A former Duke Realty Corp. executive who hung up her own shingle last year is close to breaking ground on her first project.
Cindy Schembre, 49, launched Via Retail Development LLC in January 2007 and is negotiating with tenants and closing on the purchase of 11 acres at 56th Street and Mitthoeffer Road. The $15 million project, known as Lawrence Commons, is an 80,000-square-foot neighborhood center that is slated to break ground in June.
The development includes a 45,000-square-foot anchor that is in the final stages of contract talks, as well as five lots for restaurants and small shops. The property sits along major thoroughfare Pendleton Pike, which just received $27 million in road upgrades, and is in a prime area.
Lawrence officials have targeted Pendleton Pike from Interstate 465 northeast to Sunnyside Road as their first redevelopment corridor.
Schembre found the property while scouting locations for her first development and became so enamored with it that she signed a contract in July to purchase the land from fellow developer Mann Properties. Investment and traditional bank financing are funding the cost of the project, which is small compared to the typical 500,000-square-foot developments she led at Duke. Yet, she has no qualms about her decision to leave the publicly traded Indianapolis-based company.
"While I had great opportunities at Duke," she said, "being able to make some of those decisions without worrying about Wall Street's reaction, and take more risks, is what I was looking for."
The former Barnes & Thornburg LLP lawyer launched her real estate career in 1996 when she joined Duke, the city's largest commercial developer, as a corporate attorney. In 2003, Schembre succeeded Larry Myrvold as senior vice president of retail and was responsible for site selection and plan creation, anchor tenant leasing and oversight of construction activities.
Working with national retailers such as Target, Lowe's and Best Buy, she was instrumental in establishing a company record $245 million of new development starts in 2006.
At Duke, Schembre became the first female vice president and is
among a select number of women developers. Donna Hovey, vice president of retail sales and leasing at the local office of Los Angeles-based CB Richard Ellis, and former colleague at Duke, said she is certain she'll succeed.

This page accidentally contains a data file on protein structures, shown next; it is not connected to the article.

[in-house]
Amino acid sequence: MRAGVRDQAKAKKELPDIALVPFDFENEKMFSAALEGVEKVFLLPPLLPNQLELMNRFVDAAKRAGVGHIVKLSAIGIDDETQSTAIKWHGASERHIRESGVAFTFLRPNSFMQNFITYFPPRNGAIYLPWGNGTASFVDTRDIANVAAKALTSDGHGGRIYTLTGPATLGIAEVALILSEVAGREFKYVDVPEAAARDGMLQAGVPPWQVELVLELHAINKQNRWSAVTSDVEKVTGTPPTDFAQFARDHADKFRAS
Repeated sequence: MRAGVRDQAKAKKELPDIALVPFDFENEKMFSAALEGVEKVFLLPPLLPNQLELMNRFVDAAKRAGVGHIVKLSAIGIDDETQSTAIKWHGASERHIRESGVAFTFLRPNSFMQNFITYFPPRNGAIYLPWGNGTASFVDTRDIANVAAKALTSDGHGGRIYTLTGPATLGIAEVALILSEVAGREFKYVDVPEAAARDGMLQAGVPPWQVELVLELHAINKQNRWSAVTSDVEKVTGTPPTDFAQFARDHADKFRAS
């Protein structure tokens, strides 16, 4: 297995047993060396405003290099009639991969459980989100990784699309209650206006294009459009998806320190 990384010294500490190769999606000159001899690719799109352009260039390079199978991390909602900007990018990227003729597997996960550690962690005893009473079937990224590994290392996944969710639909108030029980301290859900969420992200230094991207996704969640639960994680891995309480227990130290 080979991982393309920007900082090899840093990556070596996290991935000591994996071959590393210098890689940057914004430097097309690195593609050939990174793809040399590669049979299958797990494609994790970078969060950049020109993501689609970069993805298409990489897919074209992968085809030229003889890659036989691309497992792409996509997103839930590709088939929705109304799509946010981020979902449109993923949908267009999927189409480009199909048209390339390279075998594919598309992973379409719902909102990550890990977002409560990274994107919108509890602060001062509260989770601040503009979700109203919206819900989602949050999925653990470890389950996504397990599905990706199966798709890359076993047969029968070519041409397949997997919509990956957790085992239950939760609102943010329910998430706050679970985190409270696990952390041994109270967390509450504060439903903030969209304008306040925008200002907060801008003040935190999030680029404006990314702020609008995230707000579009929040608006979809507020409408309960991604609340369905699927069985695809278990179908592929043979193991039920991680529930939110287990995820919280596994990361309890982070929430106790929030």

"She's a good advocate for women in the business," Hovey said. "It's a pretty risky business. But I think in Cindy's case, in particular, she's proving that it's not impossible to do it."
Indeed, it's even riskier now, regardless of one's gender. The credit crunch that fueled the subprime lending fiasco is starting to affect commercial projects and making it difficult to finance deals.
Although banks are skittish about financing large and creative loans, Schembre said, they still can be done if a project is fundamentally sound. The market is weaker than it was a year ago, she acknowledged, but central Indiana is affected less than other parts of the country because the volatility in land prices is less severe.
Still, the tepid economy seems to be taking its toll on local merchants, and even on those at upscale Clay Terrace in Carmel. Among the retailers that have closed there in recent weeks are scrapbooking store Memoirs, Kid's Corner, Bombay and Circuit City.
Clay Terrace owner Simon Property Group Inc. developed Hamilton Town Center with local partner Gershman Brown & Associates near the Exit 10 interchange on Interstate 69. The official May 2 opening of the 950,000-square-foot outdoor shopping mall, coupled with the expansive amount of retail space popping up along State Road 37 in Fishers, may make it seem as though the north side is becoming oversaturated.
Schembre, however, begs to differ. While she admitted being a bit worried about Clay Terrace's performance, the uneasiness has subsided to the point she's confident the mall will rebound from the latest vacancies.
On the northeast side, room for growth remains, Schembre said, despite the rapid development. Project completions may take longer than expected, but they will get finished, she predicted.
For her part, Schembre is looking to finalize another land contract and is interested in branching out of Indiana into other parts of the Midwest. Her relationship with Sitehawk Retail Real Estate, a locally based retail leasing broker, could help her accomplish the goal.
Sitehawk provides space for Schembre's firm at its Keystone Crossing office and is the leasing agent for her Lawrence project. Despite the fragile lending environment, Mark Perlstein, a Sitehawk partner, is confident about Schembre's future.
"Let's face it, anybody right now in the development business has to be extremely careful," he said. "It's a tough time, but she's a tough girl and she's going to weather through it. She has good relationships and good contacts."
Schembre also has partnered with Rebecca Dixon, a former senior designer and assistant partner at the local architectural firm of Browning Day Mullins Dierdorf Inc. The veteran architect who worked on the designs of the Indianapolis Museum of Art and Herron School of Art led the conceptual design of Lawrence Commons.
The two met as participants of the Stanley K. Lacy Executive Leadership Series four years ago and became friends.